Abstract Book PDF
(scanned from original)
Santa Fe, New Mexico, November 13-17, 1994
The electronic form of this document may be cited in the following style:
Human Genome Program, U.S. Department of Energy, DOE Human Genome Program Contractor-Grantee Workshop IV, 1994.
Abstracts scanned from text submitted for November 1994 DOE Human Genome Program Contractor-Grantee Workshop. Inaccuracies have not been corrected.
Welcome to the fourth Contractor-Grantee Workshop sponsored by the Department of Energy (DOE) Human Genome Program. As all funded projects are represented here, this gathering offers valuable opportunities for scientists, program managers, and invited guests to review the program's content and progress and to assess its direction. We also encourage investigators to take this opportunity to discuss their successes and challenges and initiate new collaborations. DOE program management strongly encourages collaborations among investigators and genome centers.
Much progress has been achieved since the last workshop held in February 1993. High-resolution physical mapping of chromosomes 16 and 19 is now virtually complete, with results soon to be published. Cosmid, PAC, and BAC libraries produced by the program are having a major impact on genome activities around the world. The National Laboratory Gene Library Project has achieved its Phase Two goals of producing cosmid libraries for each human chromosome. As technology improves and more groups become involved, DNA sequencing is starting to pick up; a stretch of about 685 kb from the human T-cell receptor is now the longest contiguous sequence entered in the databases. I believe we can expect rapid progress in sequencing technology in the near future. We have also made considerable progress in the rapid analysis of newly developed sequence data. Of particular note is the online implementation of Smith-Waterman analysis at the GRAIL-genQUEST server at Oak Ridge National Laboratory.
Managing and increasing access to the rising tide of genome data and independently maintained databases that contain crucial mapping, structural, and other biological data are critical challenges. Late last year, after an extensive review of the program's informatics activities, DOE expanded its mission by establishing the Genome Sequence Data Base (GSDB), which now functions both as a service facility and research resource. GSDB is housed at the newly established National Center for Genome Resources in Santa Fe. A major current goal is to facilitate close cooperation between GSDB and the Genome Data Base located at John Hopkins University. Thus, the program is moving closer to its vision of a system of interlocking community databases that will allow easy access to independently maintained databases containing relevant biological data.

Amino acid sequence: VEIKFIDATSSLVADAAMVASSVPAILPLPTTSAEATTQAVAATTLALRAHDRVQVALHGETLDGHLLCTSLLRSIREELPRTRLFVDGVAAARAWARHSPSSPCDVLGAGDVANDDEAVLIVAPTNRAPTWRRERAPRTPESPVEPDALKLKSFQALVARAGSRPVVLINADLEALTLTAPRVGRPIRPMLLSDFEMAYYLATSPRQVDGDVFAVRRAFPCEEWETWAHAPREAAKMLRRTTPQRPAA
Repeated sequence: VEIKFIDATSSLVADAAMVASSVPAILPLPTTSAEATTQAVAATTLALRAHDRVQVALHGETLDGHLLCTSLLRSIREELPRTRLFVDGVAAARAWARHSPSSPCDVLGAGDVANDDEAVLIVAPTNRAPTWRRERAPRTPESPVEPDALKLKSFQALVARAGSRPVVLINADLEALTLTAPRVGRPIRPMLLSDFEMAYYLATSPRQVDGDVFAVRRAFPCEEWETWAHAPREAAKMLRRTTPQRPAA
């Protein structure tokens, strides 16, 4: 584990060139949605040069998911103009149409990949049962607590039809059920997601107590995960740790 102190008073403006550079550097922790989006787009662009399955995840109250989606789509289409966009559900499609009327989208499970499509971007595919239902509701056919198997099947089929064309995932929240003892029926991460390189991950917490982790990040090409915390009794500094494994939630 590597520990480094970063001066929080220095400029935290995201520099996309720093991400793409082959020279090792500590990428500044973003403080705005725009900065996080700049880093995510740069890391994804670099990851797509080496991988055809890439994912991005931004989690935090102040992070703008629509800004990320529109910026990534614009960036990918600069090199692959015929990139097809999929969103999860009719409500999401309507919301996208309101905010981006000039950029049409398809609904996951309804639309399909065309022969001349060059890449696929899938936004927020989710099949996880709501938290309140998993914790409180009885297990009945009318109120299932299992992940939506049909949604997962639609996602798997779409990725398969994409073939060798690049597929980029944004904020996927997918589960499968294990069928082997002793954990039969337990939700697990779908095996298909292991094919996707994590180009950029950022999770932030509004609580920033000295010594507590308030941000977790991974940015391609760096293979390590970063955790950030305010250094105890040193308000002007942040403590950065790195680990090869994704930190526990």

Of the 204 abstracts in this book, some 200 describe the genome research of DOE-funded grantees and contractors located at the multidisciplinary centers at Lawrence Berkeley Laboratory, Lawrence Livermore National Laboratory, and Los Alamos National Laboratory; other DOE-supported laboratories; and more than 54 universities, research organizations, and companies in the United States and abroad. Included are 16 abstracts from ongoing projects in the Ethical, Legal, and Social Issues (ELSI) component, an area that continues to attract considerable attention from a wide variety of interested parties. Three abstracts summarize work in the new Microbial Genome Initiative launched this year by the Office of Health and Environmental Research (OHER) to provide genome sequence and mapping data on industrially important microorganisms and those that live under extreme conditions. Many of the projects will be discussed at plenary sessions held throughout the workshop, and all are represented in the poster sessions. Following up the successful debut at the last workshop, two informatics resource rooms will again be set up and maintained to allow researchers to exhibit new resources and software capabilities.
OHER would like to extend thanks to all contributors for their efforts in moving the Human Genome Program toward its goals. We anticipate that this will again be a very interesting and productive meeting, and special thanks go to all who have contributed to its organization.
David A. Smith, Director
Health Effects and Life Sciences Research Division
Office of Health and Environmental Research
Prepared for the U.S. Department of Energy, Office of Energy Research, Office of Health and Environmental Research, Washington, D.C. 20585 under budget and reporting code KP 0404000.
Prepared by Human Genome Management Information System, Oak Ridge National Laboratory, Oak Ridge, TN 37831-0605. Managed by Martin Marietta Energy Systems, Inc.; for the U.S. Department of Energy under contract DE-AC05-84OR21400.
The Human Genome Project (HGP) was an international 13-year effort, 1990 to 2003. Primary goals were to discover the complete set of human genes and make them accessible for further biological study, and determine the complete sequence of DNA bases in the human genome. See Timeline for more HGP history.
Published from 1989 until 2002, this newsletter facilitated HGP communication, helped prevent duplication of research effort, and informed persons interested in genome research.